Some would say it's taken Poirier a long time to find out where he's headed musically, but that journey is the reason he's been rising for so long. "I started with ambient music," he says, "then switched to more hip-hop driven beats. I began to integrate more vocals, like hip-hop, but then it became a more Jamaican-Caribbean influence. Now, there's no hip-hop at all in my sound."
His 2001 debut album, Il N'y A Pas de Sud was an uncompromising minimal electronics record that fit part and parcel with the laptop zeitgeist. amd came out during an intensely creative period for Montreal. Mitchell Akiyama, Deadbeat, Tim Hecker and others - all young producers of the same age - were sharing gigs and figuring themselves out while making abstract soundscapes. They all fell into what became known as the Montreal minimal techno movement.
"People were defining me as dub-techno," Poirier says of those days. "For me, it was always an ambient sound with rhythm, but dub-techno was the big word of the day. But from the beginning, I was making both hip-hop and ambient music, but I was more confident and well-defined in my ambient music."
By 2002, Poirier's live shows began to move away from Montreal's ambient cluster and into the more solitary territory of hip-hop, a move that saw him working with more upfront beats for the first time and even try his hand at MCing in his native French. Looking back, he knew he was taking the more difficult of two paths. "Hip-hop is more structured, so I felt I needed to improve my skills with it. It was some time before I had enough confidence to make hip-hop public as well."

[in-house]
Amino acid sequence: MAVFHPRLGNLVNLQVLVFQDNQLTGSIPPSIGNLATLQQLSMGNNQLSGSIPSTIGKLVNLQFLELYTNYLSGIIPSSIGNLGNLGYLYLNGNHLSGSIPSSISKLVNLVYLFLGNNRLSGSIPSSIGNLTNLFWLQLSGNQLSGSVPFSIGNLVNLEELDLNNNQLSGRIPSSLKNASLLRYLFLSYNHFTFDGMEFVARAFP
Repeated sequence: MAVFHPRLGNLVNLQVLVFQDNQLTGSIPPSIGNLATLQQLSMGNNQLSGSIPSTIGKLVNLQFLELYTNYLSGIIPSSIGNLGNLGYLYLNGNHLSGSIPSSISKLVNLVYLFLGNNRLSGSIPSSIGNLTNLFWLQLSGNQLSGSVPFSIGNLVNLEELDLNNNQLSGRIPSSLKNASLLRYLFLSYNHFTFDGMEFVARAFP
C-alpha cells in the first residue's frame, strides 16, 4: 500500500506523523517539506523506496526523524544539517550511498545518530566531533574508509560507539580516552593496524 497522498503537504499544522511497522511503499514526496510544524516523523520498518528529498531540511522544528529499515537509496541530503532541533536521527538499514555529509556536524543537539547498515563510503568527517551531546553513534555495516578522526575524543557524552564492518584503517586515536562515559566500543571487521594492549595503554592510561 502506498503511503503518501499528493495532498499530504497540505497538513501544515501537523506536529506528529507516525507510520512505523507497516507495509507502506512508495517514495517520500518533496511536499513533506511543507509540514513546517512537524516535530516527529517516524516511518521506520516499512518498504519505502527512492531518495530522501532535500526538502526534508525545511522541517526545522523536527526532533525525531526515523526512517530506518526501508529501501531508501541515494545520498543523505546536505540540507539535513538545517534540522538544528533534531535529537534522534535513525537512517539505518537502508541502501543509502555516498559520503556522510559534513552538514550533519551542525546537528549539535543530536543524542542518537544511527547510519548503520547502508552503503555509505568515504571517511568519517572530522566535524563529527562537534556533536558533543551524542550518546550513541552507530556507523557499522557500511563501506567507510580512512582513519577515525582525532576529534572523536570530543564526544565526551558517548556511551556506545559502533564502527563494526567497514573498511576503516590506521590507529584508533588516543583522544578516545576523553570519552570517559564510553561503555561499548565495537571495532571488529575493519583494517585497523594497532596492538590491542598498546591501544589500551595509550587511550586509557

Hip-hop presented Poirier with a quandary that would bedevil his releases for the next several years: how could he best fuse his Quebecois roots with an essentially American hip-hop mould? His two 2003 albums - Beats as Politics and Conflits - tried to gel these two disparate aspects by using French MCs to mixed effect. Meanwhile, Poirier's beats were decidedly left-of-centre, pinning him as a follower of the IDM-influenced American producers such as Dabrye and Prefuse 73. "I wasn't aware of the bass at the time, and how to use it," he says.
In 2004, Poirier took tentative steps into ragga dancehall through a series of singles on San Francisco's Shockout label. Unable to find likeminded producers at home, he fell in with the label's American producers, including DJ Rupture and Soundmurderer, who were also exploring dancehall mutations. The relationship with Rupture would help further solidify his musical vision. "For me, we're like musical brothers, a diaspora of musicians and Djs."